Mark Twain once wrote that the difference between the right word and the almost right word is the difference between lightning and the lightning bug.
This week I had an artist’s equivalent dilemma.
Working on a new painting, I had come to a place where much of it was pleasing to me, but for one remaining large section I knew just the color I wanted. You’d laugh to see the number of tubes of paint I have in every color of the rainbow. And I laughed at myself, too.
How, out of all those tubes of paint, could I not have – or mix – the color I wanted?
But paint colors, like words, are specific. The chemistry of paint is a fascinating subject and variations among different manufacturers are equally fascinating.
I often experiment with the paintings and try out combinations that work or don’t, that please me or don’t and then get busy layering on something different until I’m satisfied and stop.
In this case, however, there was no experimenting to be done. In my mind’s eye, I knew exactly the color I wanted and why – how it would balance the rest of the work and why I could not just mix up a batch of the “almost right color.”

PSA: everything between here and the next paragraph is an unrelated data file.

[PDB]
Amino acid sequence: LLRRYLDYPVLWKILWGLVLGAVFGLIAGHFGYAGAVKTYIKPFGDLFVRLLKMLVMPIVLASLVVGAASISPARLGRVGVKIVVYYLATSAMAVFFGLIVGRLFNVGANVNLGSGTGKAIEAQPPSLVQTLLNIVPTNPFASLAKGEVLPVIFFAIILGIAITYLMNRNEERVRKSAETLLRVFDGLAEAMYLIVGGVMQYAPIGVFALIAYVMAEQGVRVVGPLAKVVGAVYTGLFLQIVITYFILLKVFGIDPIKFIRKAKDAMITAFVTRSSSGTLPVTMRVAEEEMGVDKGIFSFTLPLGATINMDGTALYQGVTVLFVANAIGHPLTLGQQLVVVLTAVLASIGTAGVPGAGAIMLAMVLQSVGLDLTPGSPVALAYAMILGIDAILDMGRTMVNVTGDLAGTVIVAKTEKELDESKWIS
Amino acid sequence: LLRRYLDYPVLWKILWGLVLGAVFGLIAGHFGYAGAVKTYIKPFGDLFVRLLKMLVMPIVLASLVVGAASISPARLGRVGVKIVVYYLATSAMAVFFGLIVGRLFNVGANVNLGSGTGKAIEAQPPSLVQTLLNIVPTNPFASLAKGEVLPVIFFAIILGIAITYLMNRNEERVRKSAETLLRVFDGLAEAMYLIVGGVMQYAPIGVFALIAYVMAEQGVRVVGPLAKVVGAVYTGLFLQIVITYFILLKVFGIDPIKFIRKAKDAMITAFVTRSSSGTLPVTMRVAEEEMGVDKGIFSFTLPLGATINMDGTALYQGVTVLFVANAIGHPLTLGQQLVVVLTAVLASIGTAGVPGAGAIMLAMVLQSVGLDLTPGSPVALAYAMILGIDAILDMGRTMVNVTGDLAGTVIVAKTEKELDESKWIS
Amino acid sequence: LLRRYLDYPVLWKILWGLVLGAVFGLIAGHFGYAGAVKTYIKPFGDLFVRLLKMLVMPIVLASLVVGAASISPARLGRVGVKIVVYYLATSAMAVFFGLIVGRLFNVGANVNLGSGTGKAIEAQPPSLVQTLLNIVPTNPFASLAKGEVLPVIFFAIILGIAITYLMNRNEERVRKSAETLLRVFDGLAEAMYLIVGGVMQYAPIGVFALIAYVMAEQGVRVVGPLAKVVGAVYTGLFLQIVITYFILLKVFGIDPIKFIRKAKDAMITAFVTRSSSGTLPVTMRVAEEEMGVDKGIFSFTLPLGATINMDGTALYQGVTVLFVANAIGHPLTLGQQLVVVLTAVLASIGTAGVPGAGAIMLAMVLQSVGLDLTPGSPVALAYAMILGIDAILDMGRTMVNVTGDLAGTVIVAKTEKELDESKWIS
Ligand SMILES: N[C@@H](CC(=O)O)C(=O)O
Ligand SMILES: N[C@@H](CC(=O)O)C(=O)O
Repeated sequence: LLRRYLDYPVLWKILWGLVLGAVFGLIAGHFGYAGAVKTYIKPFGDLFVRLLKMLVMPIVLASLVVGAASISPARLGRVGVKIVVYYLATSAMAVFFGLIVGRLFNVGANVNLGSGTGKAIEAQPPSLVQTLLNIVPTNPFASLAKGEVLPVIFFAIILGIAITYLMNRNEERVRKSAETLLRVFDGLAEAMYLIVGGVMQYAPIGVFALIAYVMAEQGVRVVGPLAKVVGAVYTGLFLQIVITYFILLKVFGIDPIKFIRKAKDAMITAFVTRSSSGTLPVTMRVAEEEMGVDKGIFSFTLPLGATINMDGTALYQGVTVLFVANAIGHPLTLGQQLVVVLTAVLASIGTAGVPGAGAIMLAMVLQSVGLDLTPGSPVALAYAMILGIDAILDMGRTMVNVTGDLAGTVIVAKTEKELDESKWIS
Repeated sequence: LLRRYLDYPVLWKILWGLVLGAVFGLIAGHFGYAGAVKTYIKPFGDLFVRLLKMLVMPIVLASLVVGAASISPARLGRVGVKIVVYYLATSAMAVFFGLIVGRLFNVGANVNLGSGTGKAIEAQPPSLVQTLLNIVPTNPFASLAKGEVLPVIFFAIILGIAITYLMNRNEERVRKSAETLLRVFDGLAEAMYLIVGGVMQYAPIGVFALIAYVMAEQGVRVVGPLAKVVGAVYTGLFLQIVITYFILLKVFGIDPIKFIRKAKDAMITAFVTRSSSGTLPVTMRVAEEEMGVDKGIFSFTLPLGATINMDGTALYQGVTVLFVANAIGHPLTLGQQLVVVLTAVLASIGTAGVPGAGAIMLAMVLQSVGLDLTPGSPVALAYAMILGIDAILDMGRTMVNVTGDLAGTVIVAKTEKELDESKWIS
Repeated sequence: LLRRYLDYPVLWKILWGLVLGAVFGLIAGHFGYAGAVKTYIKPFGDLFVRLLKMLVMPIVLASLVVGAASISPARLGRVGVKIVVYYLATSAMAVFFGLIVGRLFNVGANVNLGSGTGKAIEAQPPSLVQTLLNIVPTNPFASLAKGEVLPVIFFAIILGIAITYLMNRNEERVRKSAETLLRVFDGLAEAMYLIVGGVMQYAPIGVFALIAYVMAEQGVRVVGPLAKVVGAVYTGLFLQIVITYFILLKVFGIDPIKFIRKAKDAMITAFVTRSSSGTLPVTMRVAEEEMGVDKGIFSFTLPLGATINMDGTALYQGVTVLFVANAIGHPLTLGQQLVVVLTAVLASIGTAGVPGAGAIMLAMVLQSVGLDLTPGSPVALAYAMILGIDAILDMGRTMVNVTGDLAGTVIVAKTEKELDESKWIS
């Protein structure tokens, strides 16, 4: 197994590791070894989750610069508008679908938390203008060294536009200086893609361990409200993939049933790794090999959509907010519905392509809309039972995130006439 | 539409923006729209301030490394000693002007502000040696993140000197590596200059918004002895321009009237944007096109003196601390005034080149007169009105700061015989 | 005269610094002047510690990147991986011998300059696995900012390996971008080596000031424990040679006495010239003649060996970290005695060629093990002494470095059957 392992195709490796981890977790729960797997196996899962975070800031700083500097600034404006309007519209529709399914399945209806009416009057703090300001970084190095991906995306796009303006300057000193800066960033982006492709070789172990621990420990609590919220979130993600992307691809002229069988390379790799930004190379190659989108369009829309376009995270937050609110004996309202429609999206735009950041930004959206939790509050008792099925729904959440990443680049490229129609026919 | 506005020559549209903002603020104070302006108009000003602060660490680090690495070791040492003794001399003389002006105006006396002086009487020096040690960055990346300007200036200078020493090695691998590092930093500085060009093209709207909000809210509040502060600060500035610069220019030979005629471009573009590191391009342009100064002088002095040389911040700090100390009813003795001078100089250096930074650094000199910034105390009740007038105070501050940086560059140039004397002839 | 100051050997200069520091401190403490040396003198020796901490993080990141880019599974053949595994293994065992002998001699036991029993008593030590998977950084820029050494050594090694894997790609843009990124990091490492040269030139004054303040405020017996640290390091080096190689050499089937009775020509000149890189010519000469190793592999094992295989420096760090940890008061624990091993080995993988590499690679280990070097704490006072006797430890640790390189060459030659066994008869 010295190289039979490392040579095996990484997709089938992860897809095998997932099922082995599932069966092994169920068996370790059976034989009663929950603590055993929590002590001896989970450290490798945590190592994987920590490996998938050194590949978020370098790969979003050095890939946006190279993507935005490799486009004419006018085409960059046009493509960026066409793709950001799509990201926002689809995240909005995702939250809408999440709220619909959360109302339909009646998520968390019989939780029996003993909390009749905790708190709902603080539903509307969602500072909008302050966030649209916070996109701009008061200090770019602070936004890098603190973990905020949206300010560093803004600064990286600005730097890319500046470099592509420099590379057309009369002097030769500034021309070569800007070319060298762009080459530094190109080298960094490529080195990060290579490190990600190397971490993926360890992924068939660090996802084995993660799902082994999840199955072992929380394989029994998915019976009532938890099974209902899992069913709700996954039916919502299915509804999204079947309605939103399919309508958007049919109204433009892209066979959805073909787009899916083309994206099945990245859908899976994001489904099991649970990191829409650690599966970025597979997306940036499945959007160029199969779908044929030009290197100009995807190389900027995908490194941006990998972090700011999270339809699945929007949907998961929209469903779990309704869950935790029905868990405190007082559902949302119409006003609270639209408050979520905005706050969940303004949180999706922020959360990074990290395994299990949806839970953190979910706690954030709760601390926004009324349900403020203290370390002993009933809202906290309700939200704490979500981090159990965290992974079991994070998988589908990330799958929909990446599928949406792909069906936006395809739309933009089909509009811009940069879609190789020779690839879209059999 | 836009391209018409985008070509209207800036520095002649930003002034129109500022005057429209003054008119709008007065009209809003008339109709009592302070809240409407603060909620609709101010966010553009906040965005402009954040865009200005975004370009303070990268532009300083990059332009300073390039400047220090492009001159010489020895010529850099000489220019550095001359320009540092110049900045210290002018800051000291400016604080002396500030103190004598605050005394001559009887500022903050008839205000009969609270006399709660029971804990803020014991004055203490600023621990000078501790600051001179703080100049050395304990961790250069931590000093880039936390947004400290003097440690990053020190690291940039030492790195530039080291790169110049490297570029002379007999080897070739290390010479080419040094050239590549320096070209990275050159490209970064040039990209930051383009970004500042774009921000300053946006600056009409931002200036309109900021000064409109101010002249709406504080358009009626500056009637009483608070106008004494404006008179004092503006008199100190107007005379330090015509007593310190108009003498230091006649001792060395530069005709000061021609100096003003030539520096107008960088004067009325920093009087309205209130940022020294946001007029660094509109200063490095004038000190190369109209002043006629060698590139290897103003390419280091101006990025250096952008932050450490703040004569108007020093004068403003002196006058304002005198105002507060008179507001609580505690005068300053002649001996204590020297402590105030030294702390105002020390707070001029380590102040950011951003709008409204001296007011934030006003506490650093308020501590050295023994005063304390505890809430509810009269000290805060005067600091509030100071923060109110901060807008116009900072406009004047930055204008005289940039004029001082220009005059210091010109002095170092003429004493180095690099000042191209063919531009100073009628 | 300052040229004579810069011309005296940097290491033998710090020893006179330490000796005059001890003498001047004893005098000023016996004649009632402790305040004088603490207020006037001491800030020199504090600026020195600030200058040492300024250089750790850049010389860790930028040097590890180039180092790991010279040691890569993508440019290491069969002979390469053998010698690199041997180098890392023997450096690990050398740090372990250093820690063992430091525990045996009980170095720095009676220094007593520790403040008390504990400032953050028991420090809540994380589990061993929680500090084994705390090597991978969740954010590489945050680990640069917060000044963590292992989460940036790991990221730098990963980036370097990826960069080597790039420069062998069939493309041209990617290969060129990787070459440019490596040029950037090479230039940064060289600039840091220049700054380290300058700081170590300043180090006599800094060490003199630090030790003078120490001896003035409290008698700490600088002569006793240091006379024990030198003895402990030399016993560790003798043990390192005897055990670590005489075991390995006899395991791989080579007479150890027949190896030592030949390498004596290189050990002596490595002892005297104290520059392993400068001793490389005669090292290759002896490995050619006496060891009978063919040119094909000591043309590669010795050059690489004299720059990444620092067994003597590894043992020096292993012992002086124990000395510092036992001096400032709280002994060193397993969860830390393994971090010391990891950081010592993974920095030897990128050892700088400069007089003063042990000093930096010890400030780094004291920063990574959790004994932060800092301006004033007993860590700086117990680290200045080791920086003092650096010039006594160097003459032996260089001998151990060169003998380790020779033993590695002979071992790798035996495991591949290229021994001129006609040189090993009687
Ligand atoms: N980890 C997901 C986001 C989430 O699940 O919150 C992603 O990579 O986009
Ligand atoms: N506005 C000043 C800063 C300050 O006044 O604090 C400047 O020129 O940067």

The particular color I had in mind is Golden’s Azurite Hue, which has some magical quality that a paint chemist could explain. I’m not that paint chemist. I use this color often, sometimes full-strength, but in this case I wanted it as a glaze over underpainting that I didn’t want to cover. And the tube had run dry.
So, I put aside all ideas of mixing and took myself to my favorite art supply store, Artist’s and Craftsman in San Diego, to pick up a new tube of Azurite Hue.
The almost right word is never as satisfying – or as accurate – as the right word. And neither is the almost right paint color.
Here’s the finished, so far untitled, piece with two coats of Azurite Hue glaze on the left. Once in a while the mind’s eye and reality match up rather nicely.